If I told you that over the course of the last seven years upwards of a thousand Canadian students had participated in developing CubeSat missions you might think this was a the result of a Canadian Space Agency (CSA) initiative. You would be wrong though. There was a time the CSA was interested in this, early this decade and before, but poor leadership in government, and to some extent at the CSA, meant the ball was dropped in this area.
In this weeks podcast my guest is Larry Reeves, the founder of the Canadian Satellite Design Challenge (CSDC). At the recent Canadian Space Society Space Summit I ran into Larry and asked him if he would like to be a guest on the show to talk about this program and provide an update on the current competition.
The CSDC is a Canada-wide competition for teams of university students, undergraduate and graduate, to design and build a small satellite. To be clear, this is a competition where the students create their own team at their respective university. It is not a university led program. They do get some guidance from professors at their institutions. Students must also raise funds to build their satellites. Reeves figures upwards of a 1000 students have participated in the competition which is quite an achievement.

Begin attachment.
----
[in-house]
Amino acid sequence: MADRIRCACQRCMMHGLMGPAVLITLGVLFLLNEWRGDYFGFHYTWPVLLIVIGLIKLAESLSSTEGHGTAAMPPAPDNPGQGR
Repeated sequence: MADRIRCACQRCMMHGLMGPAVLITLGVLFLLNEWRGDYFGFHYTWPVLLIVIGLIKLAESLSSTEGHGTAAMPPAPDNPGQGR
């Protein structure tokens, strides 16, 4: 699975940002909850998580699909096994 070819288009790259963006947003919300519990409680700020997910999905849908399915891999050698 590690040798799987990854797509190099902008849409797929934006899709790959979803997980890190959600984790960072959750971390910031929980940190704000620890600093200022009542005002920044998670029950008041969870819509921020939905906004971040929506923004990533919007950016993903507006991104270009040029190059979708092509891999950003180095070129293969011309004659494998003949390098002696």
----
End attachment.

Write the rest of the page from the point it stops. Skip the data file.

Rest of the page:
The CSDC is in its 4th competition having completed 3 previous competitions since its inception in 2011. Larry and a core group of volunteers manage the CSDC in their spare time with some support from industry and the CSA.
CSA support is not in funds, but in-kind, with the use of the David Florida Lab to test the teams satellites. And Reeves is happy with that support.
The CSDC could use more support though as they’ve been short on funds to get the winning university teams satellite into space. This is ironic as the CSA has just initiated their own Canadian CubeSat Project where teams will get a ride into space. I still don’t understand why the CSA won’t find a mechanism to send the CSDC winning teams satellite into space. It makes no sense. The contribution the CSDC has made is substantial and ongoing.
Larry’s day job is that of an engineer at the Earth Observation company UrtheCast.
Updated: 5:45 p.m. EST.
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